What are Tuplets?

What are Tuplets? Featured Image

Rhythm is one of the most essential features governing how music sounds. Rhythmic variety creates depth and excitement in music, and many styles and genres of music are at least partially defined by the specific rhythms they use.

To quickly review rhythms - rhythms are a combination of two things: the beat and note values. The beat is the constant pulse that underlays the majority of the world’s music, and note values are the different lengths of notes that are joined to create different rhythms against that beat. The most common note values we usually consider (whole notes, half notes, quarter notes, eighth notes, and sixteenth notes), combine or divide beats in divisions of two:



But what happens if we want to divide a beat in different ways? If all of music could consist only of rhythms that could split a beat in divisions of two, we wouldn’t have much of the music we know and love. For this we need special divisions of the beat, called tuplets.

In general, tuplets are note values that divide the beat equally in ways that are not based around divisions of two. Examples of note values that split the beat by divisions of two include eighth notes (split the beat into two parts), sixteenth notes (split the beat into four parts), and thirty-second notes (split the beat into 8 parts). Certain time signatures can alter the definition of tuplets, but for simple meters like 2/4, 4/4 and 3/4, you’ll consider a tuplet to be any note value that splits the beat differently than in divisions of two, four, or eight.

The Most Common Tuplet: Triplets






In the example above you can see two regular, beamed eighth notes compared with a group of three eighth notes that have a little 3 above them. We call the eighth notes in this group triplets, and they are the most common kind of tuplet we encounter in music. 

Triplets split the beat into three equal parts. Instead of counting, “1-and,” as would be done with a normal group of two eighth notes for a beat, we now count an even, “1-and-uh”, to account for a split of three.

Here is an example of regular eighth notes played against a click:

And here is an example of triplets taking the place of the regular eighth notes in the same measure:

Triplets can be represented by any normal note value, as long as they are fitted into a span that is one note value larger. For example, you might see quarter note triplets, but they would need to fit into the length of a half note:

Similarly, but on the other side of the note value spectrum, sixteenth note triplets need to fit into the span of an eighth note:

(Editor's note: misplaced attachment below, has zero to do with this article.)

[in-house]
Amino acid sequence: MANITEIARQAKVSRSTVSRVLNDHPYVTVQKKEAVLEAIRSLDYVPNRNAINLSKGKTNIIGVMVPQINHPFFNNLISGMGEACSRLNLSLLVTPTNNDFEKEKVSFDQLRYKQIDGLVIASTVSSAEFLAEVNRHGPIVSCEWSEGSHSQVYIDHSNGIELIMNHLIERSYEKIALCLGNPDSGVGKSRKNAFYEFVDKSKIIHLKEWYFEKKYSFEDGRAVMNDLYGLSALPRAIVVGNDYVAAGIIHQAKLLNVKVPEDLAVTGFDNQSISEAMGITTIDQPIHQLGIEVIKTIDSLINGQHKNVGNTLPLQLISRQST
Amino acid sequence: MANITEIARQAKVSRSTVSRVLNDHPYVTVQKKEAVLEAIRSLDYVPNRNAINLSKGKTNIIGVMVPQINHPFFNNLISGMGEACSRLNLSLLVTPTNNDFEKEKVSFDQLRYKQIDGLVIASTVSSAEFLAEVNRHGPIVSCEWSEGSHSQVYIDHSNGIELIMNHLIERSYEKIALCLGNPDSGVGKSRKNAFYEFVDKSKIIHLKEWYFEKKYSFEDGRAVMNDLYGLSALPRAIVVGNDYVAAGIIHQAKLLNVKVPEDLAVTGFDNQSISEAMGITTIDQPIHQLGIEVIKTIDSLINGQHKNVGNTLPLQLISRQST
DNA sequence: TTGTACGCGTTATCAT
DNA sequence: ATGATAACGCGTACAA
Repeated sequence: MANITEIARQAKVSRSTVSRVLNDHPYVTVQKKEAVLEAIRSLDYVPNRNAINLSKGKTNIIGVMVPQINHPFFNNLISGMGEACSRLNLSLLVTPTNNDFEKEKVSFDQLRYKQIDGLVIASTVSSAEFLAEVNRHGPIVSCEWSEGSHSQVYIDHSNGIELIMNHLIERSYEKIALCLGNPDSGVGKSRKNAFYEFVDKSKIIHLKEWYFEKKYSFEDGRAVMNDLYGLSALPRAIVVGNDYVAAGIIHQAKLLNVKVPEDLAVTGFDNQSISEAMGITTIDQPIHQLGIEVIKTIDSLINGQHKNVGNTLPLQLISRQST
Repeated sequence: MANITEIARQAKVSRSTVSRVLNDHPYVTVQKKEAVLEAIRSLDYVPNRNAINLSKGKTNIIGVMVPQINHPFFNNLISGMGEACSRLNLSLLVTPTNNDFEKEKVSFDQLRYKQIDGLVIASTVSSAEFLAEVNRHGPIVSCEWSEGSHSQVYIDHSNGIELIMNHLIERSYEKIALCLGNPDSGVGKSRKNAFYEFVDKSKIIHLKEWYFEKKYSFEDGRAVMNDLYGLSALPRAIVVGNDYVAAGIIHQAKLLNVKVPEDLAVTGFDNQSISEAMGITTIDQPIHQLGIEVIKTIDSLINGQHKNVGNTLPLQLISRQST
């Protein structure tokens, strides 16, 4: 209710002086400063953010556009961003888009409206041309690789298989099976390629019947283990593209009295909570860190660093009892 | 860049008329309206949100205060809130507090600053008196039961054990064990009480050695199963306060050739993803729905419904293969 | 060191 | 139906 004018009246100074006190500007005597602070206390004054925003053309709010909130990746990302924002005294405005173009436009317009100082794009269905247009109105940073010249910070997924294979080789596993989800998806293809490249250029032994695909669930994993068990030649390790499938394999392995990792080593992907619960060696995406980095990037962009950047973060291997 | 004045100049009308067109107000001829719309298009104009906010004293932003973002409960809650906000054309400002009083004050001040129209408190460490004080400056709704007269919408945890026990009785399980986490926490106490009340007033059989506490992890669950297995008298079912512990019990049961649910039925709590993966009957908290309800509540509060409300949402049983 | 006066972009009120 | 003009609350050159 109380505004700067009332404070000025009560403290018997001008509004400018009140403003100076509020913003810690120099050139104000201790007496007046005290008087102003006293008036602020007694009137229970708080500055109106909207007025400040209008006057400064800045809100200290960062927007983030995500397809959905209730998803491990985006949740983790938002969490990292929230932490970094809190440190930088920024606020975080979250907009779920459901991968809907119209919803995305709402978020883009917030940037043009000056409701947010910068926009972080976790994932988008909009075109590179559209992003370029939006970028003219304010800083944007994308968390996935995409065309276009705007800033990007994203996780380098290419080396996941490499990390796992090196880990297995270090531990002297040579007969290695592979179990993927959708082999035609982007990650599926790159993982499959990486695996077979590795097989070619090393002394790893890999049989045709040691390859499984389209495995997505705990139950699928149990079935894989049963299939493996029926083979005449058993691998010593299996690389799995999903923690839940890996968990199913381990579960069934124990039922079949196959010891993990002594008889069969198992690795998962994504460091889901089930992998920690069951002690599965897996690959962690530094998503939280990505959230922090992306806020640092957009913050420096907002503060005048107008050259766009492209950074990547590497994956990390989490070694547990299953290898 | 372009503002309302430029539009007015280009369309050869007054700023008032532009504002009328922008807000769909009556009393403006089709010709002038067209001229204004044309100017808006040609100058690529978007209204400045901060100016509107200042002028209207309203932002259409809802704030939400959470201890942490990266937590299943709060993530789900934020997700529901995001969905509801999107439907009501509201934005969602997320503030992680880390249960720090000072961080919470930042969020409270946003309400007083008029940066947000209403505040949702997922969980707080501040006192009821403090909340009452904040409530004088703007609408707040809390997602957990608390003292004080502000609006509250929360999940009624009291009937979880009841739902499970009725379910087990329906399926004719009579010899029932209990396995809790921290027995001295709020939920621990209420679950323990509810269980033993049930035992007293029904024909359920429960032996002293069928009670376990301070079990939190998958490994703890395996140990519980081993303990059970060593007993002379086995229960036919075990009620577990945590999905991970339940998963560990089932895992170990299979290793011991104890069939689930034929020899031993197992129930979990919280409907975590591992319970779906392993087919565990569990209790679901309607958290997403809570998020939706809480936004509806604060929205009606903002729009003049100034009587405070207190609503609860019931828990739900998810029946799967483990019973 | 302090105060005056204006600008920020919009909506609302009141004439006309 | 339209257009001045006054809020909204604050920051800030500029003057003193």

Tuplets do not need to possess a note on every subdivision. As with combinations of note values, as long as the total value of the notes included in the tuplet adds up to the beat, we still consider it a tuplet.

Here are some examples of eighth note triplets that consist of different notes and rests.


Other Kinds of Tuplets

While triplets may be the most common kind of tuplet, there are many others you might encounter (usually in more advanced musical settings).

In the example above you can see a quintuplet, which is a beat division of 5. 

Tuplets can be found in almost any kind of equal number division, and will possess a numerical name to accompany that division:


Tuplets in Compound Meters

For compound meters like 6/8 or 9/8 we think of tuplets a little differently. Because these time signatures consist of groups of three beats, tuplets are constructed around dividing the groups into divisibles of two:

In the example above you can see a measure of 6/8 (with a notation of the 6 eighth notes it contains) along with a division of each of its three-note groups into tuplets of two, called duplets. The result of this is commonly called, “two against three.”

In the audio example below you will first hear groups of three notes played to a click, followed by groups of two notes to the same click, and finally both together, which will give you the feeling of two against three.

Here is a musical example in 6/8, in which the left hand is playing entirely groups of three eighth notes, while the right hand plays only duplets.


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About the Author: West Troiano

West has over 10 years of teaching experience in settings that vary from private studios to college classrooms. In addition to teaching through traditional forms of piano pedagogy, West frequently produces music and teaching materials that cater to the needs of his students. Check out West's course on Piano Etudes for both beginners and intermediate pianists.

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